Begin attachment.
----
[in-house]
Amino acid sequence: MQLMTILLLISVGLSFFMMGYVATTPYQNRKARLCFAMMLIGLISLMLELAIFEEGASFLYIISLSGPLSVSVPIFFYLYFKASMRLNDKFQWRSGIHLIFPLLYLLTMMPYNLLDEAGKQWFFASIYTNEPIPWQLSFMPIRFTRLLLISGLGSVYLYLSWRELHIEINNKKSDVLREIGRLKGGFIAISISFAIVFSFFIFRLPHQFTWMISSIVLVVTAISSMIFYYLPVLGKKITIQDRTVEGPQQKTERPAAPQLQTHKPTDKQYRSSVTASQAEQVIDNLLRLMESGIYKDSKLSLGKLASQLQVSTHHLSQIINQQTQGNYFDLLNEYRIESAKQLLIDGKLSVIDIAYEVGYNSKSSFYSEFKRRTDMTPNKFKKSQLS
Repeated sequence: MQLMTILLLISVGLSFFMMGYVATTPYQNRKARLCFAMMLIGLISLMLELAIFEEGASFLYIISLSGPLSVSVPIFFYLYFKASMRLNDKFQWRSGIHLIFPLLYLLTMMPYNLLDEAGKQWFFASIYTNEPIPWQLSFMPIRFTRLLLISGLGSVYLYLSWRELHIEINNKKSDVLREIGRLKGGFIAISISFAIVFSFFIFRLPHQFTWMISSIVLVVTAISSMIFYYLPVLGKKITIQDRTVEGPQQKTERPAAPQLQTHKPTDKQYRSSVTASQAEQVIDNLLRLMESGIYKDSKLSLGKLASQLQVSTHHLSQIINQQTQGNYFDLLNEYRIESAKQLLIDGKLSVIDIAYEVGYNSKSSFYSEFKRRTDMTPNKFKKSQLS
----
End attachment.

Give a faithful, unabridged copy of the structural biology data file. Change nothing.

[in-house]
Amino acid sequence: MQLMTILLLISVGLSFFMMGYVATTPYQNRKARLCFAMMLIGLISLMLELAIFEEGASFLYIISLSGPLSVSVPIFFYLYFKASMRLNDKFQWRSGIHLIFPLLYLLTMMPYNLLDEAGKQWFFASIYTNEPIPWQLSFMPIRFTRLLLISGLGSVYLYLSWRELHIEINNKKSDVLREIGRLKGGFIAISISFAIVFSFFIFRLPHQFTWMISSIVLVVTAISSMIFYYLPVLGKKITIQDRTVEGPQQKTERPAAPQLQTHKPTDKQYRSSVTASQAEQVIDNLLRLMESGIYKDSKLSLGKLASQLQVSTHHLSQIINQQTQGNYFDLLNEYRIESAKQLLIDGKLSVIDIAYEVGYNSKSSFYSEFKRRTDMTPNKFKKSQLS
Repeated sequence: MQLMTILLLISVGLSFFMMGYVATTPYQNRKARLCFAMMLIGLISLMLELAIFEEGASFLYIISLSGPLSVSVPIFFYLYFKASMRLNDKFQWRSGIHLIFPLLYLLTMMPYNLLDEAGKQWFFASIYTNEPIPWQLSFMPIRFTRLLLISGLGSVYLYLSWRELHIEINNKKSDVLREIGRLKGGFIAISISFAIVFSFFIFRLPHQFTWMISSIVLVVTAISSMIFYYLPVLGKKITIQDRTVEGPQQKTERPAAPQLQTHKPTDKQYRSSVTASQAEQVIDNLLRLMESGIYKDSKLSLGKLASQLQVSTHHLSQIINQQTQGNYFDLLNEYRIESAKQLLIDGKLSVIDIAYEVGYNSKSSFYSEFKRRTDMTPNKFKKSQLS